George W. Bush During Afghanistan’s War on Terror Political Analysis Based on Donna H. Kerr

Topics: Iraq, 2003 invasion of Iraq, George W. Bush Pages: 5 (1884 words) Published: March 20, 2013

George W. Bush during Afghanistan’s War on Terror

The term War on Terror refers to an ongoing, worldwide campaign against terrorism led by the United States and supported by several other countries, most notoriously England and members of NATO. The term was first used under George W. Bush’s administration following the September 11, 2001 attacks against the United States, where 2996 people lost their lives and more than 6000 others were injured. Within months after the 9/11 attacks, the US sent troops to Afghanistan because this was believed to be the operational base for Al-Qaeda, at the same time the US looked to dethrone the Taliban regime and ‘’Bring Democracy’’ to this middle eastern country. Two years after the occupation, and without yet finding Bin Laden, the US embarks in yet another military invasion, this time against Iraq. This War on Terror has been worldwide known as the Bush War, due to his effusive support and controversy. The implementing agent during Afghanistan’s war is without a doubt the Bush administration, they are the ones who started it, developed it and spent the most money on implementing the war. The authorizing agent in this situation would arguably be the United Nations because According to the UN’s rules, The US had to get approval from the UN’s Security Council in order to go ahead with the wars. In the case of Afghanistan, the UN accepted the occupancy, backing up their decision with the consent of most members plus an official report that stated that around 70% of deaths in this country were caused by the Taliban regime. The Conditional Imperative was the danger that Middle-Eastern Terrorist groups represent for the United States and the world and how nobody, not even the United States was safe from another possible attack. The recurring conditions of post-traumatic fear and terrorism fobia became a part of the everyday life of the average North American; the constant news reports on violence in some Middle Eastern countries was also a condition that needed to be ‘’fixed’’ by the US’s democracy Since its start the United States has maintained itself stable in all of his policies regarding Afghanistan, they have indeed substituted policies in Iraq (after leaving the country) but as to Afghanistan they have only talked and promised to change it, but up until this day there has been not a notorious substitution of policies. All important declaration were made publicly, virtually everyone in the world was aware of the US’s decision of invading Afghanistan, and most of Bush’s declarations towards the topic. Of course the relevant public in this case would be the US’s government and population, the UK’s government and population and any other country that supported or was against the war, also the United Nations council and of course and Afghanistan’s entire population and ruling powers.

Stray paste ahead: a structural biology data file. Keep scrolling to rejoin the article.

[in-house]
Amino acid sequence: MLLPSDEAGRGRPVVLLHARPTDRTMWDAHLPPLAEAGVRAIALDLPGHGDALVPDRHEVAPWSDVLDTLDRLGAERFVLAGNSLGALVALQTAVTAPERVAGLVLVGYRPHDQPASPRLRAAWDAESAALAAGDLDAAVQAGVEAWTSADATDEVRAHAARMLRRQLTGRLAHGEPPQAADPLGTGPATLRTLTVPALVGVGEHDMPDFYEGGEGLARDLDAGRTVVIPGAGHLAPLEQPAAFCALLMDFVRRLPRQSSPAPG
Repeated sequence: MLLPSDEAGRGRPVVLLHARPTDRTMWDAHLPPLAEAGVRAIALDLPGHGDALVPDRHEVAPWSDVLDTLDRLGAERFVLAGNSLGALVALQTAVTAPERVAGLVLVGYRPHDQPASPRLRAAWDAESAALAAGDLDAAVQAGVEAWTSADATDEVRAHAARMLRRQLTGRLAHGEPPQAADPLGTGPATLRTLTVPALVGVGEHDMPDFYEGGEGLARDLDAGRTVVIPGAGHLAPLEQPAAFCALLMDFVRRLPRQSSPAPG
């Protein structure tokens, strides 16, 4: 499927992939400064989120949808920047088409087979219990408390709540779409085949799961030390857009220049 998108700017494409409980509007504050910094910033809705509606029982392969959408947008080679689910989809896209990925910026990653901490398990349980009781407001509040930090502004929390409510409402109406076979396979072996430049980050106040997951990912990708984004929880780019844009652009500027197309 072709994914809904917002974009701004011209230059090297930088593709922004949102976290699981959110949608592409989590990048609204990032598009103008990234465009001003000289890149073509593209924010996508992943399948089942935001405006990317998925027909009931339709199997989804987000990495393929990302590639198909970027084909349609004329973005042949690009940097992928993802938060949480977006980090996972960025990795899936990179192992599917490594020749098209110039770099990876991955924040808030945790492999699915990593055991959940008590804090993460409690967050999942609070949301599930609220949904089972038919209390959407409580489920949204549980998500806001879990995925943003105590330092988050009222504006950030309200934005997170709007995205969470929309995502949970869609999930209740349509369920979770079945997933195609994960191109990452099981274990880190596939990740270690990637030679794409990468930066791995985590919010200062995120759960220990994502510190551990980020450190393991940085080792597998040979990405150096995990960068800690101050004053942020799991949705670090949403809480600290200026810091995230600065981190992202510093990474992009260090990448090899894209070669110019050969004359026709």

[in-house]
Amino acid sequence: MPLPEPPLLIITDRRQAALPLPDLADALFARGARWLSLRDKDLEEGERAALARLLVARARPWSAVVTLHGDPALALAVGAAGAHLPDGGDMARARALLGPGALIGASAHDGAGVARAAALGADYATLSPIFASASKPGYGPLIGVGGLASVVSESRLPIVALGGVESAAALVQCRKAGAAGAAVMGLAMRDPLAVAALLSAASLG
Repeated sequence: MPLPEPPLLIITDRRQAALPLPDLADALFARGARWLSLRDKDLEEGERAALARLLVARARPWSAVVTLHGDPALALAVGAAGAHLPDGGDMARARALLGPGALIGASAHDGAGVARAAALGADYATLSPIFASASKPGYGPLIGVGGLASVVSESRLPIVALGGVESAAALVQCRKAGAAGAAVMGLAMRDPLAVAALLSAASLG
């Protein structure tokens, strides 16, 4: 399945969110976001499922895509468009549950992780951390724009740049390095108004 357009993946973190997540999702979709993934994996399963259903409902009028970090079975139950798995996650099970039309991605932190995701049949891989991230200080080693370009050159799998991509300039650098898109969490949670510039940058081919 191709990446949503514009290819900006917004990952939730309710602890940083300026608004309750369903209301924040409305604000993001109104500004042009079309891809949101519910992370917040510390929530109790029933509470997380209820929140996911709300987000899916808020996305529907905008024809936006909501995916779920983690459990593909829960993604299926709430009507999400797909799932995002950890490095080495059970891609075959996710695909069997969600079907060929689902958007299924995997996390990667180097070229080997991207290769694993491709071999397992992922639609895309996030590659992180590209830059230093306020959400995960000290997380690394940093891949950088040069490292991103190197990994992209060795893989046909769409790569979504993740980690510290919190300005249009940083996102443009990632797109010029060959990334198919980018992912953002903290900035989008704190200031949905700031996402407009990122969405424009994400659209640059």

Bush’s administration decided to go ahead and send troops to Iraq in 2003. With a similar approach as in Afghanistan, the occupation was led by George W. Bush and supported mainly by the UK. The main reasons where the belief that the Iraqi government was harboring weapons of mass destruction and some claims that linked Iraqi officials with terrorist group A-Qaeda. The lack of evidence of this weapons and the high costs of the two wars during times of economic instabilities led to an avalanche of national and international criticism and lack of support for the Bush administration, even though no consistent proof was (or has up to this day) been presented, George W. Bush won the following reelections and the North American troops remained officially in Iraq’s soil until December 2011. The military prescience of the US still remains in Afghanistan up-until this day. Bush’s administration main goals and objectives was primarily finding this infamous Weapons of Mass...
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